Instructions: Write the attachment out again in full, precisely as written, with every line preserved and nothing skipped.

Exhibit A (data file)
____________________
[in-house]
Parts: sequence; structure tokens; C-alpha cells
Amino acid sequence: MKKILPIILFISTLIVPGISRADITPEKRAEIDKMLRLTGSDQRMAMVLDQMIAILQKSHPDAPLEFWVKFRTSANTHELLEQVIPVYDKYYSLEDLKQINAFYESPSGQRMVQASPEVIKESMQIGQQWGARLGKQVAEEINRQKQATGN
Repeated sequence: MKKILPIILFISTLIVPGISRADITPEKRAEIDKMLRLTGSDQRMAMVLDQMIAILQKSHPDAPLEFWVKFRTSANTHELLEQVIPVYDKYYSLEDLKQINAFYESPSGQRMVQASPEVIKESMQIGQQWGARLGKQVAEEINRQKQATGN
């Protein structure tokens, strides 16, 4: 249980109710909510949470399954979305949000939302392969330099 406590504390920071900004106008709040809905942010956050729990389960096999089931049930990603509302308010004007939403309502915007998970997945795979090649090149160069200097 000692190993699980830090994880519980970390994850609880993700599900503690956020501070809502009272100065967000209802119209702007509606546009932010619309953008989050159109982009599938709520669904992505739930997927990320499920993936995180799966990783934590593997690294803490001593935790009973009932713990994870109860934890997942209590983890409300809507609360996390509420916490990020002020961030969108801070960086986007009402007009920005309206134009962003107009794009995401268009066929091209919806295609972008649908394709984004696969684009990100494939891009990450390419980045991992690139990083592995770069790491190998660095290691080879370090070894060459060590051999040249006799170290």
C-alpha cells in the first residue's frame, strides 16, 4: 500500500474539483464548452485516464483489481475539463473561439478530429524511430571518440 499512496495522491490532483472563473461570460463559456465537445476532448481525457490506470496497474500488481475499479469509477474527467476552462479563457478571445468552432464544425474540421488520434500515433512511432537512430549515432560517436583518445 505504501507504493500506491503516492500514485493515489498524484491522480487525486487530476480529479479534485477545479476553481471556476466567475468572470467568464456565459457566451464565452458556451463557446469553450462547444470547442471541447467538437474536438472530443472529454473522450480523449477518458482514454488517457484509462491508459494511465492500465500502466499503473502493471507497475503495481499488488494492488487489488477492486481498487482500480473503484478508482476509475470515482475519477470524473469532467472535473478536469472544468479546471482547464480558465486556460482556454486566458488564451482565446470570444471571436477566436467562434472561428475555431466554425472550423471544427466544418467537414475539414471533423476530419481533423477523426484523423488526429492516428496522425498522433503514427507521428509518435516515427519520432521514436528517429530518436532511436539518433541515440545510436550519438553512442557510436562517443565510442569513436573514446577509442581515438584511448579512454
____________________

[in-house]
Parts: sequence; structure tokens; C-alpha cells
Amino acid sequence: MKKILPIILFISTLIVPGISRADITPEKRAEIDKMLRLTGSDQRMAMVLDQMIAILQKSHPDAPLEFWVKFRTSANTHELLEQVIPVYDKYYSLEDLKQINAFYESPSGQRMVQASPEVIKESMQIGQQWGARLGKQVAEEINRQKQATGN
Repeated sequence: MKKILPIILFISTLIVPGISRADITPEKRAEIDKMLRLTGSDQRMAMVLDQMIAILQKSHPDAPLEFWVKFRTSANTHELLEQVIPVYDKYYSLEDLKQINAFYESPSGQRMVQASPEVIKESMQIGQQWGARLGKQVAEEINRQKQATGN
């Protein structure tokens, strides 16, 4: 249980109710909510949470399954979305949000939302392969330099 406590504390920071900004106008709040809905942010956050729990389960096999089931049930990603509302308010004007939403309502915007998970997945795979090649090149160069200097 000692190993699980830090994880519980970390994850609880993700599900503690956020501070809502009272100065967000209802119209702007509606546009932010619309953008989050159109982009599938709520669904992505739930997927990320499920993936995180799966990783934590593997690294803490001593935790009973009932713990994870109860934890997942209590983890409300809507609360996390509420916490990020002020961030969108801070960086986007009402007009920005309206134009962003107009794009995401268009066929091209919806295609972008649908394709984004696969684009990100494939891009990450390419980045991992690139990083592995770069790491190998660095290691080879370090070894060459060590051999040249006799170290």
C-alpha cells in the first residue's frame, strides 16, 4: 500500500474539483464548452485516464483489481475539463473561439478530429524511430571518440 499512496495522491490532483472563473461570460463559456465537445476532448481525457490506470496497474500488481475499479469509477474527467476552462479563457478571445468552432464544425474540421488520434500515433512511432537512430549515432560517436583518445 505504501507504493500506491503516492500514485493515489498524484491522480487525486487530476480529479479534485477545479476553481471556476466567475468572470467568464456565459457566451464565452458556451463557446469553450462547444470547442471541447467538437474536438472530443472529454473522450480523449477518458482514454488517457484509462491508459494511465492500465500502466499503473502493471507497475503495481499488488494492488487489488477492486481498487482500480473503484478508482476509475470515482475519477470524473469532467472535473478536469472544468479546471482547464480558465486556460482556454486566458488564451482565446470570444471571436477566436467562434472561428475555431466554425472550423471544427466544418467537414475539414471533423476530419481533423477523426484523423488526429492516428496522425498522433503514427507521428509518435516515427519520432521514436528517429530518436532511436539518433541515440545510436550519438553512442557510436562517443565510442569513436573514446577509442581515438584511448579512454